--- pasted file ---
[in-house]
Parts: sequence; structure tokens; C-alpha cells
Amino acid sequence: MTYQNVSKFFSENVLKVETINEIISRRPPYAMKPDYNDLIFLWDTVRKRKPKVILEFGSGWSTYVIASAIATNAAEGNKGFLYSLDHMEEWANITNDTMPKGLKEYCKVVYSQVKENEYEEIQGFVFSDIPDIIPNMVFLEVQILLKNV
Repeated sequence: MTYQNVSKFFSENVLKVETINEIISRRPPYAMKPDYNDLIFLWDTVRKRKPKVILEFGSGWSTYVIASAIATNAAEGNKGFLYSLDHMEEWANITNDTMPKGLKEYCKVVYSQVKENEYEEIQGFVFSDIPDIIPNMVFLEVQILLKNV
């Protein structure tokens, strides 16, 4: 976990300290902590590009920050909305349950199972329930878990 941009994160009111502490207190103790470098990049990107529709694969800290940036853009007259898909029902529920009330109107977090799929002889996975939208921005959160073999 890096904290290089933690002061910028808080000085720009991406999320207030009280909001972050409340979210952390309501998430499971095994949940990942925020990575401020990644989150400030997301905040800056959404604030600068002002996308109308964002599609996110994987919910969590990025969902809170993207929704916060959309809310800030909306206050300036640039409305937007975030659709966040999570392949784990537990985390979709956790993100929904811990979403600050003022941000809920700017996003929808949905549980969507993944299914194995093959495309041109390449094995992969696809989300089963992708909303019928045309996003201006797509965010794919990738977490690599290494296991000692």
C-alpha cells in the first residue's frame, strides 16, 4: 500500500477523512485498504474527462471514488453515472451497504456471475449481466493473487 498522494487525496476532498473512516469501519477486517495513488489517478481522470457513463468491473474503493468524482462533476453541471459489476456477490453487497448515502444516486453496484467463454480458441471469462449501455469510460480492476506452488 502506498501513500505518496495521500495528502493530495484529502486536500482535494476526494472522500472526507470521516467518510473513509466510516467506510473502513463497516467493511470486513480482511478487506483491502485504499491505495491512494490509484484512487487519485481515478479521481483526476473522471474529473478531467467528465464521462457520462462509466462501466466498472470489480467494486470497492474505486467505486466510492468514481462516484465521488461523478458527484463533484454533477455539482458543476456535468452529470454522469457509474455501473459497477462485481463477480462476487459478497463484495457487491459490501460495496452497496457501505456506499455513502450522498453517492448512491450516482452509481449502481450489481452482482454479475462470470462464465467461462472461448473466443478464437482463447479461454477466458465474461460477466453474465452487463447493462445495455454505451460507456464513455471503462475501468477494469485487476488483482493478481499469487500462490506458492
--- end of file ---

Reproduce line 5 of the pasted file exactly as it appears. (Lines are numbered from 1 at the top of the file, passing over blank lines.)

């Protein structure tokens, strides 16, 4: 976990300290902590590009920050909305349950199972329930878990 941009994160009111502490207190103790470098990049990107529709694969800290940036853009007259898909029902529920009330109107977090799929002889996975939208921005959160073999 890096904290290089933690002061910028808080000085720009991406999320207030009280909001972050409340979210952390309501998430499971095994949940990942925020990575401020990644989150400030997301905040800056959404604030600068002002996308109308964002599609996110994987919910969590990025969902809170993207929704916060959309809310800030909306206050300036640039409305937007975030659709966040999570392949784990537990985390979709956790993100929904811990979403600050003022941000809920700017996003929808949905549980969507993944299914194995093959495309041109390449094995992969696809989300089963992708909303019928045309996003201006797509965010794919990738977490690599290494296991000692």